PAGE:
I like ask.fm because it’s a simple, anonymous way to get questions which remind me that not everyone thinks the same way as me. Like on the purpose of YouthHack.
Answering these questions often forces me to broaden my perspective on topics I already have a solid opinion on. Normally, I wouldn’t think twice about say, email subject lines or paid vs unpaid internships, but when a question about it pops into the ask.fm, I have to actually look at as many possible answers to the question before choosing my answer. While still detailing the other answers.
That being said, this is the first time ever that I have done a rant answer (and in video form) to a question we got on www.ask.fm/thebordercollective.
A little back story, Youthhack is like an NGO, that’s dedicated to giving opportunities for high schoolers willing to take them. They are young kids (to my 21-year-old-self) who work extremely hard to make things happen for younger kids, so that the younger ones get more opportunities than the young kids did when they were at that age.
It’s confusing, but just look through their Facebook page, and it’ll make more sense. The reason I went on this rant, is because entitlement is such a tiring thing to face. And like I said in the video, I quit posting on the blog for a while because of that entitlement.
It’s interesting, coming into contact with people who think very differently from me. I am reminded always that writing this blog, putting all this information out there, it’s a crutch for people.
And that’s not always a good thing.
People tend to rely on this information without thinking about whether or not they can make it on their own, and that worries me.
I don’t want people to take TBC as the bible of getting a job; I want them to see it as a helping hand, a friend telling them something extra that could get them further, an insider secret.
To the person who asked that question, I hope you take what I said in the vid to heart. There’s no harm in failing. The biggest harm is failing constantly because you’re doing the same thing over and over again hoping it’ll be a hit somewhere. Constantly change what you’re doing, even just a little bit, so that both it and you improve. That’s been my motto these past few years. And I think I’ve done pretty okay.
Or you could just completely ignore me and carry on with your life. I’m fine with that too. At the end of the day, we are the captains of our own ships, and we must make decisions we can sleep with.
Welcome to my vlog, where I am continuing the Internship FAQs from my blog, The Border Collective, only in video form because it’s a lot easier to talk to the camera than it is to write. This is not appropriate a work attire guys. But before anything else, let’s just read the question now.
“Why does YouthHack only help high school students? Can’t I get an internship through them as a late-bloomer college student? Parang ang biased naman kasi, and I don’t have high expectations, even as a college student, doing something made for high school students. I don’t demand a lot”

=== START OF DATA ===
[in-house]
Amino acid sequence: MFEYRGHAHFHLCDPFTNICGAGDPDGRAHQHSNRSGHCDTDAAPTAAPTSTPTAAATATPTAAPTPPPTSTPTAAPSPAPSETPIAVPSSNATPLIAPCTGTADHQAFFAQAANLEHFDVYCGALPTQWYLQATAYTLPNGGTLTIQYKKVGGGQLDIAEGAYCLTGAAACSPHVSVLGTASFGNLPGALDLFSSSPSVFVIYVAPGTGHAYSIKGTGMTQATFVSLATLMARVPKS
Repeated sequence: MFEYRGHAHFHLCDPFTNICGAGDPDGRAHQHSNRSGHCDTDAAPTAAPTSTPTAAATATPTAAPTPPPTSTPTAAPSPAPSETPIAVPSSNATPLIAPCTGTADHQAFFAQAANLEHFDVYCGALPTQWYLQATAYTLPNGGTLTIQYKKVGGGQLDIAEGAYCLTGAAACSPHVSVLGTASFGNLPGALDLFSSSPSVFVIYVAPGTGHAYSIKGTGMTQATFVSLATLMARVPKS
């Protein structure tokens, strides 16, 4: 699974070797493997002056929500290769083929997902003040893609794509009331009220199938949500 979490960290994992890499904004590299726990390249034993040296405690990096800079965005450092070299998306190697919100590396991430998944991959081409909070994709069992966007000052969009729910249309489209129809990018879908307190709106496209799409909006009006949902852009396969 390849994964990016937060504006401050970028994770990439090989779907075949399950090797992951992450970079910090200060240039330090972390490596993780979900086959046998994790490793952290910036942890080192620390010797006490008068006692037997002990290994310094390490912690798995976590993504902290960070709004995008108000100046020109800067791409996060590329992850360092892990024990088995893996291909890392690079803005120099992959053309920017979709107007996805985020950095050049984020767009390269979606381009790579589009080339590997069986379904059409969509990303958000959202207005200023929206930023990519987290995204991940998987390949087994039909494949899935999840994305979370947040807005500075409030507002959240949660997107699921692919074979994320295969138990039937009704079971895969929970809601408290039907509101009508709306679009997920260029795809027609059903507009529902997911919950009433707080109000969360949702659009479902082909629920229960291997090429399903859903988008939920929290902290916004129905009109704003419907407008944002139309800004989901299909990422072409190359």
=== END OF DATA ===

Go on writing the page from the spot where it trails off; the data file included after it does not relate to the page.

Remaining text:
So, my answer to the question is I think the purpose of YouthHack is to help children.
When you’re in high school, you know nothing. You are a kid. You are not expected to know anything. Most people like to enjoy the high school life. I enjoyed mine very much. I miss the days I did absolutely nothing but watched TV.
YouthHack is helping out high schoolers, especially those high schoolers who want to get an internship. And you get that by partnering with startups which are small companies.
They’re generally small startups who haven’t really made it yet. Or if they have, they’re still in the process of requiring so much manpower to just to do all the operations. But they can’t afford to actually hire people full-time, so they’re going to outsource all the simpler task to their interns which is why they want to get high schoolers.
People who hopefully have critical thinking.
I feel like high schoolers today are a lot smarter than when I was in high school. I don’t know. My greatest basis as high schoolers is my own little sister who just graduated high school and when I look at her, I just have no comment for high schoolers, if they are anything like her.
To the person who wrote this, I feel like, this is kinda entitled, I get it.
We’re all entitled, I’m gonna be the first one to say that. I think I am a super spoiled brat and big complainer. I don’t like it when I have to touch other people. I don’t like the whole paying my dues kind of idea.
My thing is, I think you can apply through YouthHack to find these internships. But they are gonna prioritize high schoolers, because YouthHack is created to help high schoolers.
I get it, you want them to place an internship too – but you are a college student. You should be able to do this. I’m assuming you hit 18 at some point in your college life. Most people hit 18 before they graduate at least.
You should be able to do really basic things like preparing your own resume and send it out there to companies looking for an internship. I mean there’s a career fair at school, you should be utilizing that even though I specifically think that a career fair is a huge like catch-all, for the companies but it’s not a very good use of your time as an applicant. You’ll become 1 out of 1000. So, you have to stand out.
But because you are a college student, it is kind of expected that you are able to do things by yourself. Or if ever, you have the initiative to go and find resources to go into just by yourself.